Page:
BugTraq
Syhunt Advisory: CGILua session.lua Predictable Session ID Vulnerability Apr 30 2014 11:30AM
Felipe Daragon (felipe syhunt com)
Syhunt Advisory: CGILua session.lua Predictable Session ID Vulnerability

Advisory-ID: 201404301
Discovery Date: 03.27.2014
Release Date: 04.30.2014
Affected Applications: CGILua 5.0.x, CGILua 5.1.x., CGILua 5.2 alpha 1 &
CGILua 5.2 alpha 2
Class: Predictable Session ID
Status: Unpatched/Vendor informed
Vendor: CGILua project
Vendor URL: https://github.com/keplerproject/cgilua
Advisory URL: http://www.syhunt.com/advisories/?id=cgilua-weaksessionid

The Common Vulnerabilities and Exposures (CVE) project has
assigned the following CVE to this vulnerability: CVE-2014-2875

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Overview:
CGILua is an open source tool for creating dynamic Web pages and
manipulating input data from Web forms. It allows the separation
of logic and data handling from the generation of pages, making
it easy to develop web applications with the Lua programming
language.

Over the years the tool has been adopted by several
organizations worldwide, especially in Brazil where it has been
adopted by some high profile organizations.

Description:
A vulnerability in the session library that ships with CGILua
since version 5.0 beta may allow remote attackers to easily and
quickly guess valid session IDs generated by a Lua web
application and perform session hijacking - for example, gain
access to user sessions of various other logged-in users.

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Details:

CGILua 5.2 alpha, released in 2013, generates weak/insufficiently
random session IDs (usually 9-digit long, sometimes shorter),
based on OS time.
Since an attacker can view the source on GitHub, he knows the
generation mechanism. In our attack simulations, we were able to
guess valid session IDs extremely quickly through brute-force
attacks.

CGILua 5.1.x (2007-2010) contains a bug and always generates the
same ID. Since this bug is easily noticeable and makes the
library unusable, we doubt that the version of the session
library included with this release is in production anywhere.

CGILua 5.0.x, released in 2004, generates sequential (non-random)
8-digit long session IDs, making guessing even more easy.

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Vulnerability Status:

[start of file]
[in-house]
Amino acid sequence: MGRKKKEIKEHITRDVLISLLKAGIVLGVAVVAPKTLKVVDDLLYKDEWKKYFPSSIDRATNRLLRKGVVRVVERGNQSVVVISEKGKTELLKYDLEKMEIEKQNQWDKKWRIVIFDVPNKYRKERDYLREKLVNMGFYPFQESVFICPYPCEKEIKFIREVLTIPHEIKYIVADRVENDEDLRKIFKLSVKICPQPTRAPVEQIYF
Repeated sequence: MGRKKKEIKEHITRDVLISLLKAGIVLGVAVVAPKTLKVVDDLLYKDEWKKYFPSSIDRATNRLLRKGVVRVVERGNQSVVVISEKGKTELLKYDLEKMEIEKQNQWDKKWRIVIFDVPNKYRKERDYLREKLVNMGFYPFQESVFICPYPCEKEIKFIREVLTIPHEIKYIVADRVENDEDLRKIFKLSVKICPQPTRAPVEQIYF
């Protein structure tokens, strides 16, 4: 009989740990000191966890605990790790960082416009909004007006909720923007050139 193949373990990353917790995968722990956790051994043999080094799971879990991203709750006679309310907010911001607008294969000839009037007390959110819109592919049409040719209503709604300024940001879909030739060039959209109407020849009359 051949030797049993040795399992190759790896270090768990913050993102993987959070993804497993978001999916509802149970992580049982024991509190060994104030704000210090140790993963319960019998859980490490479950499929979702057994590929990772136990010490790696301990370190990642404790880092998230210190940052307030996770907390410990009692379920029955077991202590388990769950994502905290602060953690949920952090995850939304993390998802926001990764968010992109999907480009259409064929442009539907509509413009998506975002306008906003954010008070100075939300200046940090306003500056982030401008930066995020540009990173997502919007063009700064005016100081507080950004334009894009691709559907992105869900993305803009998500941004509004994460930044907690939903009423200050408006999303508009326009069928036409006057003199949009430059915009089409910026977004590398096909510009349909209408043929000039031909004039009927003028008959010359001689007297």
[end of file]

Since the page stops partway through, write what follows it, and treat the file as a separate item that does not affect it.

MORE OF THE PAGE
The project maintainers were initially contacted at the end of
March, 2014.

The maintainer Tomás Guisasola believes that the session IDs
generated by CGILua 5.0 and 5.2 are not insecure in its current
form and that enhancing the randomness of the SID would
not make it more secure.

The maintainer confirmed that the session ID generation in
CGILua 5.1 is buggy - always generates the same ID, thus is
unusable.

Because there is no patch for this vulnerability (the author
does not consider it a security risk and is unresponsive) we
recommend that users simply do not use CGILua's session.lua
library until hopefully there is a patch issued to remedy this.

According to the CGILua changelog, the session API was
introduced in version 5.0 beta, therefore older versions, like
5.0 alpha, 4.x and before don't include the session.lua
library and should not be marked as vulnerable to this
particular issue.

In case you wish to manually patch the session library, consider
using the luuid library, which generates 128-bit random IDs, as
part of the fix, or any other Lua library that can generate
unique IDs based on high-quality randomness. After patching
(either with an official patch or your own patch), it is
necessary to remove/invalidate all sessions generated by the
old, unpatched code.

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Disclosure Timeline:

* March 27, 2014 - Emailed the maintainers about the need of
hardening CGILua.
* April 2, 2014 - No reply. Emailed the maintainer once again.
* April 2, 2014 - First maintainer reply (see Vulnerability Status
above for details).
* April 4, 2014 - Syhunt sends information about recommended
SID length and entropy
https://www.owasp.org/index.php/Session_Management_Cheat_Sheet#Session_I
D_Length
* April 13, 2014 - Syhunt sends details about its own
demonstration tool that is able to guess CGILua session IDs, along
with additional comments in a separate email.
* April 30, 2014 - No response received to emails sent on April 4 & 13.
* April 30, 2014 - Public disclosure.

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Credit:
Felipe Daragon
Syhunt Security Research Team, www.syhunt.com

We thank James Mouat, which performed some additional tests,
helping with the diagnosis of this issue.

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Copyright © 2014 Syhunt Security

Disclaimer:
The information in this advisory is provided "as is" without
warranty of any kind. Details provided are strictly for
educational and defensive purposes.

Syhunt is not liable for any damages caused by direct or
indirect use of the information provided by this advisory.

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